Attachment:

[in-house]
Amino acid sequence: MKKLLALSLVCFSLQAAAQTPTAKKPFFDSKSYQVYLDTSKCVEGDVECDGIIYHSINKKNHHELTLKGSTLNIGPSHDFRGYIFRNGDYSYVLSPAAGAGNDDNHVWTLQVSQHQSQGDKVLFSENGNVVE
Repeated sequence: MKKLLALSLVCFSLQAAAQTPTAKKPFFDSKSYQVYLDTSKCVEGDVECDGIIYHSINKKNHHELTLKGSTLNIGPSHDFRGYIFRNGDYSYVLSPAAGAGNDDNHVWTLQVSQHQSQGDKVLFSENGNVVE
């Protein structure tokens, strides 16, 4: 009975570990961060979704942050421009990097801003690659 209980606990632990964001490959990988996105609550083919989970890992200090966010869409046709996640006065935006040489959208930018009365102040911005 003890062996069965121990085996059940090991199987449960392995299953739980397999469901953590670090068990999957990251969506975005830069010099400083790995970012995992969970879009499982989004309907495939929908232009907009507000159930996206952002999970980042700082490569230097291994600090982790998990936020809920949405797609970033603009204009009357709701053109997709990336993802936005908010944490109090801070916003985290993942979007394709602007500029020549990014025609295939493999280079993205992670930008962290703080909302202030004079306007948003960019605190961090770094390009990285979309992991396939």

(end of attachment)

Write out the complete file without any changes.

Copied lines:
[in-house]
Amino acid sequence: MKKLLALSLVCFSLQAAAQTPTAKKPFFDSKSYQVYLDTSKCVEGDVECDGIIYHSINKKNHHELTLKGSTLNIGPSHDFRGYIFRNGDYSYVLSPAAGAGNDDNHVWTLQVSQHQSQGDKVLFSENGNVVE
Repeated sequence: MKKLLALSLVCFSLQAAAQTPTAKKPFFDSKSYQVYLDTSKCVEGDVECDGIIYHSINKKNHHELTLKGSTLNIGPSHDFRGYIFRNGDYSYVLSPAAGAGNDDNHVWTLQVSQHQSQGDKVLFSENGNVVE
């Protein structure tokens, strides 16, 4: 009975570990961060979704942050421009990097801003690659 209980606990632990964001490959990988996105609550083919989970890992200090966010869409046709996640006065935006040489959208930018009365102040911005 003890062996069965121990085996059940090991199987449960392995299953739980397999469901953590670090068990999957990251969506975005830069010099400083790995970012995992969970879009499982989004309907495939929908232009907009507000159930996206952002999970980042700082490569230097291994600090982790998990936020809920949405797609970033603009204009009357709701053109997709990336993802936005908010944490109090801070916003985290993942979007394709602007500029020549990014025609295939493999280079993205992670930008962290703080909302202030004079306007948003960019605190961090770094390009990285979309992991396939």